This proposal is focused on understanding fundamental properties of bacterial chromosome dynamics: How is the bacterial chromosome remodeled and segregated during the cell cycle and differentiation? How is chromosome organization and segregation linked to DNA replication? What are the roles of the cis-acting elements and trans-acting factors implicated in these processes? How is mis-segregated DNA translocated into the appropriate daughter after cytokinesis? These most basic biological questions have proven remarkably intractable, in part, due to functional redundancy and the lack of quantitative assays. We propose to study the organization and segregation of the chromosome in the model gram-positive bacterium Bacillus subtilis. The ease with which genetic, biochemical and cytological analysis can be carried out in this organism makes it an ideal system to study chromosome dynamics. We will address these questions using the next generation of molecular and cell biological tools and quantitative assays that we have developed to study the chromosome during spore-formation and the vegetative cell cycle. As a conceptual and experimental framework, the process of chromosome segregation in bacteria can be divided into three steps. i) The newly replicated origins are re-positioned towards the cell poles. ii) The sister chromosomes are remodeled and segregated followed by cell division. iii) Unsegregated DNA present at the division plane at the time of cytokinesis is translocated across the septum into the appropriate daughter cell. This dynamic process is executed in every cell cycle with extremely high fidelity. In this proposal we will investigate the molecular underpinnings of all three steps. We propose to: 1) Determine how the chromosomal partitioning protein ParB bound to its cognate parS sites recruits the SMC condensation complex to the origin and how origin-localized SMC compacts and organizes the chromosome. 2) Determine how the SpoIIIE translocase functions at the division to septum to transport unsegregated DNA. 3) Investigate how replication initiation and origin segregation are linked upon entry into sporulation.

Public Health Relevance

The faithful segregation of chromosomes to daughter cells is an essential process. Understanding the molecular mechanisms that govern this process in bacteria could lead to the discovery of new targets appropriate for antimicrobial therapeutics. In this proposal we investigate chromosome dynamics during growth and sporulation in Bacillus subtilis. Accordingly, insights will be particularly relevant to gram-positive pathogens and spore-formers of the Clostridiales and B. anthracis.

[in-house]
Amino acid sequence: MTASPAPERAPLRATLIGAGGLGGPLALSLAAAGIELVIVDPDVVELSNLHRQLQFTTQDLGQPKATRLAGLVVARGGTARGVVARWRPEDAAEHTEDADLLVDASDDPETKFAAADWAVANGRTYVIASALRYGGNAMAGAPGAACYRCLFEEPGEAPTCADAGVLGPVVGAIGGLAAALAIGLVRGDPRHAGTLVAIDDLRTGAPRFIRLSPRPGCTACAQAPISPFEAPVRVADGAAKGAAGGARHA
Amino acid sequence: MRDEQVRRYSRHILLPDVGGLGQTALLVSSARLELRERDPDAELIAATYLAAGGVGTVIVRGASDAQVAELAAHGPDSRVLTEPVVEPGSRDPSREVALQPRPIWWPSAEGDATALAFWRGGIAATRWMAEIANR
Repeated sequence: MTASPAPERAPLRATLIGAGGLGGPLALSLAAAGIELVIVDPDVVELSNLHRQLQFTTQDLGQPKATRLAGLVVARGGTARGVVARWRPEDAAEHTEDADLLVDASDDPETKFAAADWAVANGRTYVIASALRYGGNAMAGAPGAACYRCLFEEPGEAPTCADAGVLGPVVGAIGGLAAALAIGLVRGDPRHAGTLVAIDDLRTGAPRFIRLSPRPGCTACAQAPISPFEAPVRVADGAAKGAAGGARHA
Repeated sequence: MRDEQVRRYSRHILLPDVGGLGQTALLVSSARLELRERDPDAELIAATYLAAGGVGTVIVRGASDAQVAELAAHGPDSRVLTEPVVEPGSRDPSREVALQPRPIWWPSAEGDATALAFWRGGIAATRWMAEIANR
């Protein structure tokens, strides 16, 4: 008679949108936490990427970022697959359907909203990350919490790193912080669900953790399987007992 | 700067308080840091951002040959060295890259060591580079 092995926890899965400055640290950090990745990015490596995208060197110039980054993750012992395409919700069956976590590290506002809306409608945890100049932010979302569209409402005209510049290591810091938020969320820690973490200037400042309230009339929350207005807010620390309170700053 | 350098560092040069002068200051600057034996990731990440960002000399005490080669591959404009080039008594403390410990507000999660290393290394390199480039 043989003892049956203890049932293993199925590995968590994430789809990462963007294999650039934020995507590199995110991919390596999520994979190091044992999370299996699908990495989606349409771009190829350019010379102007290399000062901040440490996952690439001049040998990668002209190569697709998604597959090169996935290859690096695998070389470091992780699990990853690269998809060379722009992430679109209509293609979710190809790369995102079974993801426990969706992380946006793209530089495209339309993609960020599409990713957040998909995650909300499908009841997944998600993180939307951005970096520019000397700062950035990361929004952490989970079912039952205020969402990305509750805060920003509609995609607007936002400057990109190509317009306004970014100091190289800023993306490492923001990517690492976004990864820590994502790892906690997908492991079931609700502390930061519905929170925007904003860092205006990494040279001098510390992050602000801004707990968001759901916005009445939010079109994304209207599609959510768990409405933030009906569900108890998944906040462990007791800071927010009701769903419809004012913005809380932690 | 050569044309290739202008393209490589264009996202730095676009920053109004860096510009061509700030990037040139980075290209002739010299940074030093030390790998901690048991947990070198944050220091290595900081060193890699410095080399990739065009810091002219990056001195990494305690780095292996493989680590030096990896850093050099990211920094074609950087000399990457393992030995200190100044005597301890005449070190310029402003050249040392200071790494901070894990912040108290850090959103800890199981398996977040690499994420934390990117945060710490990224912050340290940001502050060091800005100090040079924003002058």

Agency
National Institute of Health (NIH)
Institute
National Institute of General Medical Sciences (NIGMS)
Type
Research Project (R01)
Project #
5R01GM086466-03
Application #
8098890
Study Section
Prokaryotic Cell and Molecular Biology Study Section (PCMB)
Program Officer
Janes, Daniel E
Project Start
2009-08-01
Project End
2013-06-30
Budget Start
2011-07-01
Budget End
2012-06-30
Support Year
3
Fiscal Year
2011
Total Cost
$329,808
Indirect Cost
Name
Harvard University
Department
Microbiology/Immun/Virology
Type
Schools of Medicine
DUNS #
047006379
City
Boston
State
MA
Country
United States
Zip Code
02115
Ramírez-Guadiana, Fernando H; Meeske, Alexander J; Wang, Xindan et al. (2017) The Bacillus subtilis germinant receptor GerA triggers premature germination in response to morphological defects during sporulation. Mol Microbiol 105:689-704
Wang, Xindan; Brandão, Hugo B; Le, Tung B K et al. (2017) Bacillus subtilis SMC complexes juxtapose chromosome arms as they travel from origin to terminus. Science 355:524-527
Rodrigues, Christopher D A; Henry, Xavier; Neumann, Emmanuelle et al. (2016) A ring-shaped conduit connects the mother cell and forespore during sporulation in Bacillus subtilis. Proc Natl Acad Sci U S A 113:11585-11590
Widderich, Nils; Rodrigues, Christopher D A; Commichau, Fabian M et al. (2016) Salt-sensitivity of ?(H) and Spo0A prevents sporulation of Bacillus subtilis at high osmolarity avoiding death during cellular differentiation. Mol Microbiol 100:108-24
Wang, Xindan; Le, Tung B K; Lajoie, Bryan R et al. (2015) Condensin promotes the juxtaposition of DNA flanking its loading site in Bacillus subtilis. Genes Dev 29:1661-75
Meeske, Alexander J; Sham, Lok-To; Kimsey, Harvey et al. (2015) MurJ and a novel lipid II flippase are required for cell wall biogenesis in Bacillus subtilis. Proc Natl Acad Sci U S A 112:6437-42
Wang, Xindan; Tang, Olive W; Riley, Eammon P et al. (2014) The SMC condensin complex is required for origin segregation in Bacillus subtilis. Curr Biol 24:287-92
Graham, Thomas G W; Wang, Xindan; Song, Dan et al. (2014) ParB spreading requires DNA bridging. Genes Dev 28:1228-38
Wang, Xindan; Montero Llopis, Paula; Rudner, David Z (2014) Bacillus subtilis chromosome organization oscillates between two distinct patterns. Proc Natl Acad Sci U S A 111:12877-82
Wang, Xindan; Rudner, David Z (2014) Spatial organization of bacterial chromosomes. Curr Opin Microbiol 22:66-72

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